Ticks are a dangerous vector insect species found in many parts of the United States. They require an animal host to survive and reproduce and feed on the host animal’s blood. Ticks live in shady areas near the ground level. They do not jump or fly; instead, ticks will cling to the edge of a blade of grass or shrub with their back legs and leave the front outstretched to cling onto an animal passing by.
When the tick begins to feed on the host animal, saliva from the tick is passed to the host animal. If the tick is carrying a disease, the disease can be transmitted through this process. One such dangerous disease that is becoming more prevalent in Oregon is Lyme disease. Because of the dangers ticks present, it’s essential for homeowners to use proper techniques for preventing ticks in yards.
What types of environments attract ticks?
There are many types of ticks in Oregon, but the most common ticks to spread Lyme disease are the black-legged tick (or “deer tick”) and the western black-legged tick. These ticks are abundant in wooded and forested areas–an environment very common to many regions of our state. However, they can also be found in lawns and shrubs of residential areas. If wildlife such as deer, squirrels, mice, or rats are common to an area, they may be carrying and transporting ticks.
What are some techniques for preventing ticks in yards?
The good news is there are several ways homeowners can create a tick-free zone around their homes. Even with these techniques in place, it is still important to regularly examine the body for ticks and to keep pets on appropriate tick prevention medication.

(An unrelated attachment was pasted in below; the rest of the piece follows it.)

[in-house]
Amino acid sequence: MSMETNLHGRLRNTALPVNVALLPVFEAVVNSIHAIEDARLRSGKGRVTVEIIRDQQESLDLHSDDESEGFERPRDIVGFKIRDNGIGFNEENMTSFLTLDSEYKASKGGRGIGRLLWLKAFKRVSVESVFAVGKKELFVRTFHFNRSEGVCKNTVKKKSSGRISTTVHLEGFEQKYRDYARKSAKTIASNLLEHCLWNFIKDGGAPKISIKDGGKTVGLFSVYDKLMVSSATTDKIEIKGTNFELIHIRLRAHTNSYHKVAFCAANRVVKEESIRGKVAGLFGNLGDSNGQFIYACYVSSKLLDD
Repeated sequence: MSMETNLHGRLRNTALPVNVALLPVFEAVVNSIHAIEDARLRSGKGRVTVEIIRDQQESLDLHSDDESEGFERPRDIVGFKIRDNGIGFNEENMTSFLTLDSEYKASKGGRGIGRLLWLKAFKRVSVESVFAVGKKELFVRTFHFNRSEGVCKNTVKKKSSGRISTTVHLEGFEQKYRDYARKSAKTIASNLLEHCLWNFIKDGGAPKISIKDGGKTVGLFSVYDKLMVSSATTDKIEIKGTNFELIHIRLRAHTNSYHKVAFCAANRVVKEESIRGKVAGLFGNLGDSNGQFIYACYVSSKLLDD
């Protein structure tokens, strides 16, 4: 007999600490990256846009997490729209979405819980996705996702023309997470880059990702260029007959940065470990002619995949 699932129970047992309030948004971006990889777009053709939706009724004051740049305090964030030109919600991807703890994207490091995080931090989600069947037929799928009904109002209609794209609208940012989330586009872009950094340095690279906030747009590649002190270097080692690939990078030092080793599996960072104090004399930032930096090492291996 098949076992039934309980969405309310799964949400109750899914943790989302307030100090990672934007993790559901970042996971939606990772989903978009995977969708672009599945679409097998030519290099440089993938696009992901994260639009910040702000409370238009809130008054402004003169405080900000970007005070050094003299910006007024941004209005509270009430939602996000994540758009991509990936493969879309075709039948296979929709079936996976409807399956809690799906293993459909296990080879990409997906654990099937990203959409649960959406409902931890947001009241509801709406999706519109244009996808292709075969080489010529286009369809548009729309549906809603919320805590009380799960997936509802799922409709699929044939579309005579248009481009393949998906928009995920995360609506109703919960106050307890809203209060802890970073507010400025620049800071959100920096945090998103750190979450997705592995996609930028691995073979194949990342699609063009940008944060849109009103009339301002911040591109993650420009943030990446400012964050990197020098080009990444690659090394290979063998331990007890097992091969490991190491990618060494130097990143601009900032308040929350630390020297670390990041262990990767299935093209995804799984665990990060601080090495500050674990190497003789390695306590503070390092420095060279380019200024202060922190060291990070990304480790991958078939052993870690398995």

- Keep the grass around the home mowed.
- Remove standing debris like leaves, brush, and weeds in and around the lawn.
- Limit the placement of ground covers near areas where pets and humans will be.
- Remove brush and leaves around fences, stonewalls, wood piles, and other structures.
- Use pest control mitigation to reduce the population of mice, rats, and other animals in the yard.
- Move firewood piles and bird feeders away from the home.
- Don’t allow pets to roam in wooded or forested areas.
- Avoid planting flowers or shrubs that attract deer.
- Place children’s play equipment on wood chips or mulch far away from wooded areas.
- Keep tree branches and shrubs trimmed to allow more light (ticks prefer shade.)
- Use landscaping materials that prevent moisture, such as gravel pathways and mulches.
- Construct a 3-foot or wider wood chip, mulch, or gravel border between the lawn and wooded areas.
For more information about tick prevention and treatment, visit JCVCD.org.
The Jackson County Vector Control District (JCVCD) serves all Jackson County, Oregon residents. The organization is dedicated to providing information and free resources to help citizens mitigate the risks created by vector species in Southern Oregon. You can find more information at jcvcd.org or by signing up for free notifications at this link: https://jcvcd.org/subscribe-notification-list/